Follow Financial Best Practices to Enhance Business Value

Posted on Dec 16, 2016

By Julie Eisenhauer, CPA

Are your company’s financial matters in order? Have you adequately addressed its financial risks? These are important questions your company should be answering regularly to address financial matters and enhance business value.

A strong financial house supports growth and sustainability – enhancing the value of a business. The following are key areas that should be considered when evaluating your company’s financial strength.

Audit Readiness

How would you rate your company in terms of being “audit ready”? Even if an outside accounting firm does not audit your financial statements, it is good business practice to have effective financial reporting processes in place. This ensures accurate and timely financial reporting.

Audit readiness improves the quality of financial information, which leads to better data for decision-making. Being “audit ready” means having reliable documentation available to support the financial statement balances, documented accounting policies and procedures that are consistently applied; effective segregation of duties; and proper data retention policies.

If a potential buyer of your business dropped into your office without notice and offered big dollars to purchase your business, would you be able to respond to their financial due diligence requests in a timely manner?

Delays in responding to questions about the financial information of a company can cause investors and owners to doubt that sufficient accounting functions are in place and operating effectively. Does your company provide your investors and owners with proof that your company has a healthy and standardized reporting structure?

Sufficient Capital

Do you have a stable banking relationship that provides access to sufficient capital for running and growing your business? Is the company financially strong enough to pass the analysis a lender performs when approving a loan?

One area a lender will review is the company’s ability to generate cash flow to meet debt obligations. Lenders will typically review a company’s past three years of cash flow performance and compare it to the projected debt service requirements.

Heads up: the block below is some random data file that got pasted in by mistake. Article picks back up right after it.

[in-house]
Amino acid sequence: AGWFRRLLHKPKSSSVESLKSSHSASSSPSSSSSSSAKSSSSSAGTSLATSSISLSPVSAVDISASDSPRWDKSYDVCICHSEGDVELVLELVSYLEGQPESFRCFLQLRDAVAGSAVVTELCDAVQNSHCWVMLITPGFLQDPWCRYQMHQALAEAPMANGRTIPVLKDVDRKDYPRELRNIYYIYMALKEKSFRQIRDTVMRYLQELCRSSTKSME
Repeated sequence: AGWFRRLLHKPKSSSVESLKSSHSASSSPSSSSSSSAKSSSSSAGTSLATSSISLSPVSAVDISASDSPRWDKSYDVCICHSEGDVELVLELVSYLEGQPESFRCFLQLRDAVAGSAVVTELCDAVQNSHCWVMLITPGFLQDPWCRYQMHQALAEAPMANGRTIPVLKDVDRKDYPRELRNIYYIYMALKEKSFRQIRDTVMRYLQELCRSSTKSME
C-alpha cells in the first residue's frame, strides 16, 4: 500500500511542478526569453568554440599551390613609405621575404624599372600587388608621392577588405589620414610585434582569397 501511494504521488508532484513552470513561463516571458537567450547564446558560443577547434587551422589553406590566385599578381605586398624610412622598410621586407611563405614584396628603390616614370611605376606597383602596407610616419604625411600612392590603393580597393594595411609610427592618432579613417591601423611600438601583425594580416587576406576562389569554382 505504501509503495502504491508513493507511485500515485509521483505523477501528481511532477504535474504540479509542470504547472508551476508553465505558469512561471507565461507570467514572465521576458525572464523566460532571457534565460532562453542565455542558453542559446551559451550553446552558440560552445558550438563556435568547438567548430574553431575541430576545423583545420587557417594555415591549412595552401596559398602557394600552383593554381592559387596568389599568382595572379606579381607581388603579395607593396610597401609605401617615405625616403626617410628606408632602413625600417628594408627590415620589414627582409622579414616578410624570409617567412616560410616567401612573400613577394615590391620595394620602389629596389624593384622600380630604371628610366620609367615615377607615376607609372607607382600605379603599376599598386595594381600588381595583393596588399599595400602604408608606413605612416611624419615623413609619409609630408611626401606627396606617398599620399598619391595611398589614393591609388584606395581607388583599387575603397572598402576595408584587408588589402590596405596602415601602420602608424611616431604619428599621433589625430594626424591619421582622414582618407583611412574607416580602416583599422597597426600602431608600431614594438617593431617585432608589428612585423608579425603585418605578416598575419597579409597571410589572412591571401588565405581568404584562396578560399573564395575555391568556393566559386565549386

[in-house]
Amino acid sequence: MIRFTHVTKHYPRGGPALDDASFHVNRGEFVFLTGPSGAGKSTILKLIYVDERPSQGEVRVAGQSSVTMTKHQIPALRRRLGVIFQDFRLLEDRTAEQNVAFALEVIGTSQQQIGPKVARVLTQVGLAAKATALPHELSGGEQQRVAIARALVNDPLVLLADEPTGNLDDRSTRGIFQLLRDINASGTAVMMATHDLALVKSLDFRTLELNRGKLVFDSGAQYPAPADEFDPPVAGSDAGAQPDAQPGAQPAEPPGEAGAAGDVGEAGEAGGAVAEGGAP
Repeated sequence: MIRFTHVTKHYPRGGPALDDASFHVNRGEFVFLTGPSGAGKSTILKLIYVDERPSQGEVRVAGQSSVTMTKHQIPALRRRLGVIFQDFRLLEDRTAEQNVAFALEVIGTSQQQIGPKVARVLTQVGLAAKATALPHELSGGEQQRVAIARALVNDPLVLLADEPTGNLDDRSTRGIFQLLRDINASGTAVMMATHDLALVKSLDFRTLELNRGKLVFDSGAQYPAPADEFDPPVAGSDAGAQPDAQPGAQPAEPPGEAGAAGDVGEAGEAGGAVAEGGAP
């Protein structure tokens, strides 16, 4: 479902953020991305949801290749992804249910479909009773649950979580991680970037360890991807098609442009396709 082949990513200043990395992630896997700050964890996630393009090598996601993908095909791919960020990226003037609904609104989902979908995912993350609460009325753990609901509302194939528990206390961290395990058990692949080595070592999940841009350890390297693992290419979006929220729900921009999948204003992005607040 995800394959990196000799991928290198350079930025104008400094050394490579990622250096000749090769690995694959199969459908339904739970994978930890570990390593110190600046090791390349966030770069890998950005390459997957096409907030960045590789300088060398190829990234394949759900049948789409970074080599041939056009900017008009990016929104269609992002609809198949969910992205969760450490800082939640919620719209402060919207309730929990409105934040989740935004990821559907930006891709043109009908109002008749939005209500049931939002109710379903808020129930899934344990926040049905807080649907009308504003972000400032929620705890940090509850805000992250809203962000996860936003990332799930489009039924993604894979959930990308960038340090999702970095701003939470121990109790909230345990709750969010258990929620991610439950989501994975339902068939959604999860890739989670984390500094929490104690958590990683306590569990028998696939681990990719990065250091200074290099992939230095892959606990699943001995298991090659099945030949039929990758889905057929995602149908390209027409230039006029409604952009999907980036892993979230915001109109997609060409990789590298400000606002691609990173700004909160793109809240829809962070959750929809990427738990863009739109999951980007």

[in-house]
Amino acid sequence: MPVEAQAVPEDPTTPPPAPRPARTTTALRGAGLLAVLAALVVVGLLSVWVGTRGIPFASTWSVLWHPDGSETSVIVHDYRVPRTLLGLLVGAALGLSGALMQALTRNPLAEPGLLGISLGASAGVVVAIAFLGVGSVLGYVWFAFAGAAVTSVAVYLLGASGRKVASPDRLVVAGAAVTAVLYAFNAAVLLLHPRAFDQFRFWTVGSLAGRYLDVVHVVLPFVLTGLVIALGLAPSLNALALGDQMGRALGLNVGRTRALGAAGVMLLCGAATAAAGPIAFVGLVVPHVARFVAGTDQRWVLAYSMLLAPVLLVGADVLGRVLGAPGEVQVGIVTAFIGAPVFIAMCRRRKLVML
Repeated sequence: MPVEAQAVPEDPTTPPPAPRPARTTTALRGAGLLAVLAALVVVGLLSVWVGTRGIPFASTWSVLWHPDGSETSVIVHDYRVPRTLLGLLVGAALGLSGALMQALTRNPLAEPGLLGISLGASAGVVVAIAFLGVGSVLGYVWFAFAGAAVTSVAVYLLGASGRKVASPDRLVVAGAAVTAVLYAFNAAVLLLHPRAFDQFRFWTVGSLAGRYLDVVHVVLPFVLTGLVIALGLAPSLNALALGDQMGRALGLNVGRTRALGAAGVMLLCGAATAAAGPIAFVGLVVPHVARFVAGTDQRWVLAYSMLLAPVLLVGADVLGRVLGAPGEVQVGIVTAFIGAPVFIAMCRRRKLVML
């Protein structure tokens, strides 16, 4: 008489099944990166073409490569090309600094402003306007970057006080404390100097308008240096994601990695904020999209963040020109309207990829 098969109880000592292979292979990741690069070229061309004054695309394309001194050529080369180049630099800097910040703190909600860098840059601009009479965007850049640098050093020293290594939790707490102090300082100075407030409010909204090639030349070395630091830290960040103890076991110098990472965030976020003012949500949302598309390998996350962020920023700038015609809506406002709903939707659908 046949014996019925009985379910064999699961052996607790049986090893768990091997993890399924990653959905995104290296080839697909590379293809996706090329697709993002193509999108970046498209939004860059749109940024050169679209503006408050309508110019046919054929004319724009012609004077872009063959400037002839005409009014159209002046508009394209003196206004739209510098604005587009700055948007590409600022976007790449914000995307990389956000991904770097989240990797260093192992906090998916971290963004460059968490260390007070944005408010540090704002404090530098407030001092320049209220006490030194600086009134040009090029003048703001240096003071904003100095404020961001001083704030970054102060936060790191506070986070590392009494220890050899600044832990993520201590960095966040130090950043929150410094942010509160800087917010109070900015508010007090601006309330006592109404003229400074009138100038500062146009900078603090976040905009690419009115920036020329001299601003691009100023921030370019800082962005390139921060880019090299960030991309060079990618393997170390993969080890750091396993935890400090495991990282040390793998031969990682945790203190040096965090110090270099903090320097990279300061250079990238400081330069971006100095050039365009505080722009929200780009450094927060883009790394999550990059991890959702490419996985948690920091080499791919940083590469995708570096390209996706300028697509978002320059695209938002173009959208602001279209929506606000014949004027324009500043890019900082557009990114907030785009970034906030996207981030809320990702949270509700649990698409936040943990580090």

A common metric for evaluating cash flow is the debt service coverage ratio, which is defined as net income before interest, taxes, depreciation and amortization, divided by projected debt principal and interest payments, over the next twelve months. A debt service coverage ratio less than one depicts negative cash flow. Most lenders require a ratio of at least 1.2 times.

Lenders also like to see sufficient equity in the company, which is necessary for surviving a downturn. If the company were to become unprofitable for a period, the lender needs to feel confident that the company won’t run out of cash while it works to restore itself financially.

A company with sufficient capital also demonstrates that ownership is invested in the company’s success, or has the “skin in the game,” to work through difficult financial times.

Risk Management

Have you protected, or limited, your company from risk? Regardless of size, all companies face business risk. Therefore, every company should evaluate how it can best limit its risk.

Implementing a risk management program that identifies threats, assesses the vulnerability of the business to the threats, manages ways to reduce the risk, and monitors for continual improvement, can protect a company.

Your company’s risk management program should align strategically with executive management’s risk appetite. Both department management and executive management should participate in the process of identifying threats and assessing vulnerability. Department managers have specific knowledge of issues and unique business risks that affect their department. This insight can be a valuable addition to the discussion.

Management should take a broad view when identifying and assessing the risks that could potentially affect the business negatively. Risk management is more than protecting physical and financial assets; it includes protecting a company’s reputation, its employees, and its customers.

The Clark Nuber Core Value methodology can assist owners and management in assessing their company’s financial strength and identifying opportunities for improvement. Implementing best practices in financial reporting, capital management, and risk assessment procedures establishes the oversight and discipline necessary to drive business improvement and enhance its value. What steps are you taking to enhance your business value?

© 2016 Clark Nuber PS All Rights Reserved

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This article or blog contains general information only and should not be construed as accounting, business, financial, investment, legal, tax, or other professional advice or services. Before making any decision or taking any action, you should engage a qualified professional advisor.

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